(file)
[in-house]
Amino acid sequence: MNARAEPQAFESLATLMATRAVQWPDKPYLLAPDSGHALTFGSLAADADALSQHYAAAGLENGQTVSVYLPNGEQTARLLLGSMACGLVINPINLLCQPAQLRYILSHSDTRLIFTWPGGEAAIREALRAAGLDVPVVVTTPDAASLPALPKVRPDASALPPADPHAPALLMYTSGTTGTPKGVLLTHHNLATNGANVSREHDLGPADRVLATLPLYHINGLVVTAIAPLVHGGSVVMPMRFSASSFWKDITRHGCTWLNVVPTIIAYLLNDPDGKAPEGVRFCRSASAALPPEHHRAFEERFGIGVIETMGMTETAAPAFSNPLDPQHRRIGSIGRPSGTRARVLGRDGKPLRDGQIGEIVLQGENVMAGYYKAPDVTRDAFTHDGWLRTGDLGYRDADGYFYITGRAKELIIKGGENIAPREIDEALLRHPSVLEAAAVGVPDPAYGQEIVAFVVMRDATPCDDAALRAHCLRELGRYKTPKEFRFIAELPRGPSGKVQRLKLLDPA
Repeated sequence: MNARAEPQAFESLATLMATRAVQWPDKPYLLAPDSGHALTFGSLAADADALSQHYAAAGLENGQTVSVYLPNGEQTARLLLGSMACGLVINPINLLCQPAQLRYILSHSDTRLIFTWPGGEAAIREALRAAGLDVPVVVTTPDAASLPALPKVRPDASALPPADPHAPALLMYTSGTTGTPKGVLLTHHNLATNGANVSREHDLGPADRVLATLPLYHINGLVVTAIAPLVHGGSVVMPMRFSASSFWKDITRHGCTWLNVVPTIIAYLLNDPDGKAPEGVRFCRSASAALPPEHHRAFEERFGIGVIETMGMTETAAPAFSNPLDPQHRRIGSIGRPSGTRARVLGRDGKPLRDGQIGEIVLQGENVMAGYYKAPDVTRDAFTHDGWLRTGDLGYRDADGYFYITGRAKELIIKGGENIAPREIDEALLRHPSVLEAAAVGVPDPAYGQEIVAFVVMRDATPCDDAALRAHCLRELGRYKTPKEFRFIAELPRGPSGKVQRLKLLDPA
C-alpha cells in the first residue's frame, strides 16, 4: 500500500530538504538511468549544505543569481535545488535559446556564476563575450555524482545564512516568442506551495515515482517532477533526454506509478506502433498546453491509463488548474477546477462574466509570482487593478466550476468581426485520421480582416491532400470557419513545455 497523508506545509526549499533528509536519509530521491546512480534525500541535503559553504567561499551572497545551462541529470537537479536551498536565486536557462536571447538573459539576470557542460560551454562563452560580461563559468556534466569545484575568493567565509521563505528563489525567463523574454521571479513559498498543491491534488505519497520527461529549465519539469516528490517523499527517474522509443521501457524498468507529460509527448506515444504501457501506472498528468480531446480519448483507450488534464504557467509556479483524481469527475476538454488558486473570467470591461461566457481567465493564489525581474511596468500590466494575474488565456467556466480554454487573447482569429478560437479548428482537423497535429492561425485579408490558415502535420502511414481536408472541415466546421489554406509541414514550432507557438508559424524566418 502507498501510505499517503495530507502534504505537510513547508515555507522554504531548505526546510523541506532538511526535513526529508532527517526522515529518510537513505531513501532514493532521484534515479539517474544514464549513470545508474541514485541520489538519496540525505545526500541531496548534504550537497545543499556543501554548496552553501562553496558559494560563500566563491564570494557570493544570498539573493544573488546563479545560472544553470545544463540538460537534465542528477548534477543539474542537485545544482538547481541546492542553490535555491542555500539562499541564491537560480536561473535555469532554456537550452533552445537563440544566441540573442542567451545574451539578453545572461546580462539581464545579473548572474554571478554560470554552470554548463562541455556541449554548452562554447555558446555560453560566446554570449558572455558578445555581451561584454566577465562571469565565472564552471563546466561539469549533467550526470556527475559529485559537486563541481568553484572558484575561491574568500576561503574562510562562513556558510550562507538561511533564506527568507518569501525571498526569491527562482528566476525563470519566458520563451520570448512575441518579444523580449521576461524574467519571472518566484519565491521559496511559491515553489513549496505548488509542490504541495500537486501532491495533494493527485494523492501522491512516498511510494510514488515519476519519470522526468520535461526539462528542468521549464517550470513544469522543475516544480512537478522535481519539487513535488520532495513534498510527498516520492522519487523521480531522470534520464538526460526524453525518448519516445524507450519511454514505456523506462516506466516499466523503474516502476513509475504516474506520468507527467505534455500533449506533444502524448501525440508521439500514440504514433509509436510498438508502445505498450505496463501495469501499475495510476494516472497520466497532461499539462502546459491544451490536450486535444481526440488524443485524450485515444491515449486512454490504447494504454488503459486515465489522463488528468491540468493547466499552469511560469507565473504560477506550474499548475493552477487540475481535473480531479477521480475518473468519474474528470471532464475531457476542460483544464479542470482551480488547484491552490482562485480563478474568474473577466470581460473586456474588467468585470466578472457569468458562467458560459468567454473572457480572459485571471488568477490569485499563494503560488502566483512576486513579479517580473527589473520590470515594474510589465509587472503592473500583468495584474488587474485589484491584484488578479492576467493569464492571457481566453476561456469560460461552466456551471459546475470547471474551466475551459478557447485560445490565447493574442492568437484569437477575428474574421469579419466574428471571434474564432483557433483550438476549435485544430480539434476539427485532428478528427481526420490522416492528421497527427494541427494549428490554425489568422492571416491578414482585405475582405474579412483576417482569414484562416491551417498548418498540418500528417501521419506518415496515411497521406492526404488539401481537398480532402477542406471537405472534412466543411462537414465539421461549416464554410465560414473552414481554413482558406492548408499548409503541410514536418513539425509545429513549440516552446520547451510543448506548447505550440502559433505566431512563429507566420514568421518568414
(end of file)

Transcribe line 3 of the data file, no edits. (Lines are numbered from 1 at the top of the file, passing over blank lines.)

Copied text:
Repeated sequence: MNARAEPQAFESLATLMATRAVQWPDKPYLLAPDSGHALTFGSLAADADALSQHYAAAGLENGQTVSVYLPNGEQTARLLLGSMACGLVINPINLLCQPAQLRYILSHSDTRLIFTWPGGEAAIREALRAAGLDVPVVVTTPDAASLPALPKVRPDASALPPADPHAPALLMYTSGTTGTPKGVLLTHHNLATNGANVSREHDLGPADRVLATLPLYHINGLVVTAIAPLVHGGSVVMPMRFSASSFWKDITRHGCTWLNVVPTIIAYLLNDPDGKAPEGVRFCRSASAALPPEHHRAFEERFGIGVIETMGMTETAAPAFSNPLDPQHRRIGSIGRPSGTRARVLGRDGKPLRDGQIGEIVLQGENVMAGYYKAPDVTRDAFTHDGWLRTGDLGYRDADGYFYITGRAKELIIKGGENIAPREIDEALLRHPSVLEAAAVGVPDPAYGQEIVAFVVMRDATPCDDAALRAHCLRELGRYKTPKEFRFIAELPRGPSGKVQRLKLLDPA